Jamie Guiney’s collection first caught my eye at What Cathy Read Next. It was its striking jacket that snagged my attention, perfectly fitting its theme with four figures of different ages making their way up a staircase towards a halo although several of Guiney’s characters are more likely to be travelling downwards towards a rather different destination. Comprising eighteen stories – some lengthy, others just a few pages – Guiney’s brief collection offers snapshots of life’s different stages, from an early arrival to a much mourned end.
The Wooden Hill opens with a father remembering his daughter’s happily anticipated birth in ‘We Knew You Before You Were Born’. ‘Summer Stories’ captures the dogged determination of a six-year-old intent on accumulating a collection of carefully selected stones, rudely interrupted by kindly adult concern while in ‘Peas’, a young boy waits for Santa on Christmas Eve only a little disconcerted by what he’s overheard through his older brothers’ bedroom door. ‘The Cowboy’ sees a bout of scrumping launch a boy into a lifetime of dishonesty and in ‘A Woman Named Celie’ the antics of a dog provide distraction at his master’s funeral to the relief of the congregation and the disgust of the priest. A veteran pins his medal to his new Harris Tweed suit and marches smartly through his village, the sounds of long ago battle in his head in ‘A Quarter Yellow Sun’ as the collection approaches its end.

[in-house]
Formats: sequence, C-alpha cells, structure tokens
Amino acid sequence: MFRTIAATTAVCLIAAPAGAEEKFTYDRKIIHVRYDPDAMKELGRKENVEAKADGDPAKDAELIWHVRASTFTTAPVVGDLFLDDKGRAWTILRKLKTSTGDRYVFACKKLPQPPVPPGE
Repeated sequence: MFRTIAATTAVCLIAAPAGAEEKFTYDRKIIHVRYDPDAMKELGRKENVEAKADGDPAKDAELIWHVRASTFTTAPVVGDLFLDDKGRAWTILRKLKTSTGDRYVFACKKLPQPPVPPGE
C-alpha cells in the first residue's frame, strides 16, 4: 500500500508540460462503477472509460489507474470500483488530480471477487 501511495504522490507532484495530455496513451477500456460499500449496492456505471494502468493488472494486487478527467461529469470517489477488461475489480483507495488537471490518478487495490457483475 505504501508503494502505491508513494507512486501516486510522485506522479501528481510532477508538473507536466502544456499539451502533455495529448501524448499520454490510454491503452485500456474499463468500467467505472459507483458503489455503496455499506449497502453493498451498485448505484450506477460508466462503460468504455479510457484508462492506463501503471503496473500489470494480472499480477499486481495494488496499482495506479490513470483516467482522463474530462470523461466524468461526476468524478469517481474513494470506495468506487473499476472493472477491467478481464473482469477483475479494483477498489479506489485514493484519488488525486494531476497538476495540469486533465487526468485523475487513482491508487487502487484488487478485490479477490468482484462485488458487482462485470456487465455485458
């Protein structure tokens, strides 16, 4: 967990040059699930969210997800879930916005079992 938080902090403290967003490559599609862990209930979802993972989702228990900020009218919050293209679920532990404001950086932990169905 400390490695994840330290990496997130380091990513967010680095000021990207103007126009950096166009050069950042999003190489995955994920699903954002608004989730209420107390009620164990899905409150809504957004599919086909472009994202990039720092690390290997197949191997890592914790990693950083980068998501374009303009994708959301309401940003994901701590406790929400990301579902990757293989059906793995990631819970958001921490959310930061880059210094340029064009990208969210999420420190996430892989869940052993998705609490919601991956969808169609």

Guiney has chosen a very appealing theme for his collection whose tone is often engagingly intimate. There’s a healthy streak of humour running through these stories, some of it a little slapstick – the pipe-smoking dog was an amusing if surreal turn – some of it dark. His characters are well drawn but it’s his writing that I found most impressive: clean and plain yet often poetic in its descriptions. Here are a few favourite quotes:
But we knew you before you were born. Felt this powerful connection from our hearts to yours, like an invisible spindle of silk
Out in the barley, you catch the flicker of a giant stork lifting off, the majesty of its spread wings pushing off against the blue
It is like winter has crawled inside me and decided to rest out the other three seasons
She’d watch his rugby matches every weekend and hug him as he came off the field no matter how wet or muddy or sometimes even bloody he was. Now he did nothing and his body had sagged like a baked apple
I stand beside Dad. As we sing the hymn, his body shakes. Trying with all its might to cry. Trying with all its might not to cry
Altogether an enjoyable collection, both eloquent and moving in its portrayal of the human condition.